Merce Cunningham's favoured spot for interviews is the lobby of his dance company's headquarters. Midway between the lift doors and the rehearsal studio, the location is undeniably convenient. Cunningham is 83, and while some things are unchanged - the grizzled halo of hair, the elusive gaze, the merry laugh and boxer's nose - his arthritis is now so disabling that even a short deviation from his route into work takes a toll.

MORE

**********************************

Article in The Evening Standard:

Quote:
Merce Cunningham never stops innovating. Although old and infirm, the 80-something choreographer has been blazing trails for longer than most dance makers have been alive, providing answers to questions few of them think to ask.

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 Post subject: Re: Merce Cunningham Dance Company
PostPosted: Sun Sep 08, 2002 6:44 am 
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RESIDENT MASTER
by Donald Hutera


Merce Cunningham, commonly acknowledged as the America’s greatest living choreographer, is kicking off Umbrella 2002 with Fluid Canvas, a Barbican co-commission and world premiere, and repertory work (Tue 10 to Sat 14 Sep) at the Barbican Theatre. But that’s not all the venerable gentleman will be offering to dance-goers this year. Umbrella has seized the opportunity to create a week-long residency with him and his company. This is the troupe’s first major residency in the UK, and a part of a programme of events marking its 50th anniversary. Umbrella is joining forces with London Contemporary Dance School, which is co-producing the week and providing the newly-renovated school as a venue.

Residency co-ordinator and free-lance conference producer Elizabeth Anderson is excited about the entire agenda. “The range and variety of the week’s activities will provide unprecedented access to the company through classes and rehearsals, a study day, film screenings, a teachers’ discussion group and interviews with key collaborators. We’re privileged that Merce himself will be present at a number of events, and that company archivist David Vaughan, who has been with the company since the early 1950s, will also take part.”

Not all of the residency is open to the public, but those events which are should not be missed. Take the Study Day (Mon 16 Sep, 2pm-9.30pm). It features, in addition to an interview with Cunningham, panel discussions with past and present company members. Included among the former are Carolyn Brown, who danced with Cunningham between 1953 and 1972, and England’s Emma Diamond, who was a company member from 1988 to 1994.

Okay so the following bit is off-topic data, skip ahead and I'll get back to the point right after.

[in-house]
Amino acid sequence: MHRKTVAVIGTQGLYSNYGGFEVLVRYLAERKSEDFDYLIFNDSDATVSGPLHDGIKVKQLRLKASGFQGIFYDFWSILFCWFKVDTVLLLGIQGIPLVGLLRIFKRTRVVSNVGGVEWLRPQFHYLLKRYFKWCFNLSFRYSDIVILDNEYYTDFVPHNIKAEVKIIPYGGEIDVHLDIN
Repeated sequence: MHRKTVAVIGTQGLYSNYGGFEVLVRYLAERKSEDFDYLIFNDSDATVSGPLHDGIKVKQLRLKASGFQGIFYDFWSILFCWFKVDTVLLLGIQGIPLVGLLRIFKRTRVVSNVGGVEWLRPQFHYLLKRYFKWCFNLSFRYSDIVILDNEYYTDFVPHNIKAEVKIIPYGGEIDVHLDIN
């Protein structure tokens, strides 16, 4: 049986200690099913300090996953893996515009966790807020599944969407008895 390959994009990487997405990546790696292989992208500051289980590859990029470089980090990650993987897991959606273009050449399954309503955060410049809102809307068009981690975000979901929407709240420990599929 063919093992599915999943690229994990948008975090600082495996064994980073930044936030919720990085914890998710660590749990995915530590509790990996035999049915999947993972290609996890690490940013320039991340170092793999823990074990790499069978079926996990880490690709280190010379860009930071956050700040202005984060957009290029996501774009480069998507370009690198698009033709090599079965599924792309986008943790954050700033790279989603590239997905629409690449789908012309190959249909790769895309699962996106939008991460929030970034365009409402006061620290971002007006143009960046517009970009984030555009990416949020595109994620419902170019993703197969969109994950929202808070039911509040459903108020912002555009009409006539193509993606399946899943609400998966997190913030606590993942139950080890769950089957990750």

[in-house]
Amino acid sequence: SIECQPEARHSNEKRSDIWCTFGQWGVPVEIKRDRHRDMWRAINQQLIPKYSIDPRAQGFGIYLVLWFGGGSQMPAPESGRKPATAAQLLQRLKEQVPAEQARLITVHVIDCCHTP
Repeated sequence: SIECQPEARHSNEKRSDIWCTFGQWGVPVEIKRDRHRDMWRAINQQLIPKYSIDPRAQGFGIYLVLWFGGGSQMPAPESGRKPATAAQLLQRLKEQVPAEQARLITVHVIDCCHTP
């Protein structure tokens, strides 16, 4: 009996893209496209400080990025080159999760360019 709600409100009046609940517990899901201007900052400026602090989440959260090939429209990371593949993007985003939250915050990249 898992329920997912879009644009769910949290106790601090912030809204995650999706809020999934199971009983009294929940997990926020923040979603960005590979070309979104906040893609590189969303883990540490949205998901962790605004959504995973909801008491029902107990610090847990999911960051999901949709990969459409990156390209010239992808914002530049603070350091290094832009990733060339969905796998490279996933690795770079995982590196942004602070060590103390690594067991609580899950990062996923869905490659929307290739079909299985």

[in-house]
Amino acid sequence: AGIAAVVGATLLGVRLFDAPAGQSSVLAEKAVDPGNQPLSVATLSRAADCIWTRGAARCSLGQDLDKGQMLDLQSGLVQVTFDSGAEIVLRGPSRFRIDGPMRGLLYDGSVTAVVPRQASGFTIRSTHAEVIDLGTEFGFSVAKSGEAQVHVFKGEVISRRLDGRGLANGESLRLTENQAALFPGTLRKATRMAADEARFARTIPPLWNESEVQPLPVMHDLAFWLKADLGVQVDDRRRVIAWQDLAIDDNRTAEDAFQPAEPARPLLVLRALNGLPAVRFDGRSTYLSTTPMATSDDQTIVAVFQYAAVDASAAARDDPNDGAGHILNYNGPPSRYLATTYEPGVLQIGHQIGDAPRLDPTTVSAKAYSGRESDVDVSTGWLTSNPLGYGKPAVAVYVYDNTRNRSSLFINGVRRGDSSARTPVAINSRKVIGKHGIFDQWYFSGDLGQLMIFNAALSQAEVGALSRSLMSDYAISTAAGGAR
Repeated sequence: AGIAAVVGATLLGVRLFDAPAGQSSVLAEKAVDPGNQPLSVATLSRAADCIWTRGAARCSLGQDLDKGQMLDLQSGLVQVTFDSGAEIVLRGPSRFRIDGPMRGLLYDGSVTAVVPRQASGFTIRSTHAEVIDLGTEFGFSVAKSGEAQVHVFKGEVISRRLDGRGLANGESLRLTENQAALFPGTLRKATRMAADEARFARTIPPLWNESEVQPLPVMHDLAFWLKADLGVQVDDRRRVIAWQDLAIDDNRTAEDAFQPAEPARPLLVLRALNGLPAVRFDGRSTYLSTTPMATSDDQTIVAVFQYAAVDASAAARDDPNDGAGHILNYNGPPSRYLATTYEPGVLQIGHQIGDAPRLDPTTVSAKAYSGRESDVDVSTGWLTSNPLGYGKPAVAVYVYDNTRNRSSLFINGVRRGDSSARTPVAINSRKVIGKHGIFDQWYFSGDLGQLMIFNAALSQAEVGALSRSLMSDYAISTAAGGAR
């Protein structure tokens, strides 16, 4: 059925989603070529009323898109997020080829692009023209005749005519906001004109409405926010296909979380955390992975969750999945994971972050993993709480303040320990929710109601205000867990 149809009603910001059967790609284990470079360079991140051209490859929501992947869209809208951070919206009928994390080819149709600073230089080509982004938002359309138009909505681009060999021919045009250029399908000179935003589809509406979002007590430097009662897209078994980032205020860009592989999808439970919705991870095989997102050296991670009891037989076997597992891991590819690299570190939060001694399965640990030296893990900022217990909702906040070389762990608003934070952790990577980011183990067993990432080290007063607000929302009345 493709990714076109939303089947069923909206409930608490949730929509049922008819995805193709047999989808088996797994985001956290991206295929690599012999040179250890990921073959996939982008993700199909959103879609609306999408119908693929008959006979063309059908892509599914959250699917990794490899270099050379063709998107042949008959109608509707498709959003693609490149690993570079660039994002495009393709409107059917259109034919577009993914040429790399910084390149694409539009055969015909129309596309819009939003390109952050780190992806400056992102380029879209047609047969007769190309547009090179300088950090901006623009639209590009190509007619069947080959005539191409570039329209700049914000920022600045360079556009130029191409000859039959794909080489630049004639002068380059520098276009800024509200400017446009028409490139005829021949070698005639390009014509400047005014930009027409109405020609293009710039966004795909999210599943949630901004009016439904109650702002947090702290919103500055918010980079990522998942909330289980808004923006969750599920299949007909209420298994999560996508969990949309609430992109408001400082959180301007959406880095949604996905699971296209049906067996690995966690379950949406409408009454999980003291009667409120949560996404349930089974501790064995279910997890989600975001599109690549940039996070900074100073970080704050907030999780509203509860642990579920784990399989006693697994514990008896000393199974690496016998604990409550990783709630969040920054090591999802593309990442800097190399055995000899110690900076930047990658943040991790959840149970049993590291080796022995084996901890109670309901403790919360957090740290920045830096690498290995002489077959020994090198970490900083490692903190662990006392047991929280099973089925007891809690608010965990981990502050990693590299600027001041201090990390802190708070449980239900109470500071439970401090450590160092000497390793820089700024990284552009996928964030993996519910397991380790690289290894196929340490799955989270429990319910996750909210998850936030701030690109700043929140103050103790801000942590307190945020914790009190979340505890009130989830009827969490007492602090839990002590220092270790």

The day has been organised by dance/theatre critic Alastair Macaulay, and will conclude with screenings of rare video footage of the company in rehearsal and performance between 1944 and 1995. On Tuesday 17 September Bob Lockyer, former executive producer of dance programmes at the BBC, presents three films of Cunningham’s work stretching from 1964 to 1991. The following evening at 6pm Charles Atlas’s award-winning documentary, Merce Cunningham - A Lifetime of Dance, will be shown. Later at 8pm, current Cunningham dancer Daniel Roberts will perform his reconstruction of Totem Ancestor, Cunningham’s first important solo dating from 1942.

At 6pm on Thursday 19 September you can see Elliot Caplan’s award-winning documentary about Cunningham and his on and offstage partner, the late composer John Cage. Two hours later omposer and company musical director Takehisa Kosugi will be in conversation with Richard Steinitz and Annette Moreau about his own, Cage’s and the late David Tudor’s contributions to Cunningham’s oeuvre. The next day the focus at 6pm is on three Charles Atlas films including his and Cunningham’s stunning 1982 collaboration Channels/Inserts, a dance made for the camera using chance methods. The residency culminates Friday 20 September at 8pm, when Cunningham will be in conversation with both Macaulay and British choreographer Richard Alston.

WHO: MERCE CUNNINGHAM DANCE COMPANY
WHAT: RESIDENCY
WHEN: MON 16 - FRI 20 SEP
WHERE: THE PLACE
TICKETS: 020 7387 0031

_________________
This interview was posted by Stuart Sweeney on behalf of Donald Hutera and first appeared in Dance Umbrella News.

Donald Hutera writes regularly on dance and arts for The Times, Evening Standard, Time Out, Dance Europe, Dance Magazine (US) and Dance Now. He is co-author, with Allen Robertson, of The Dance Handbook.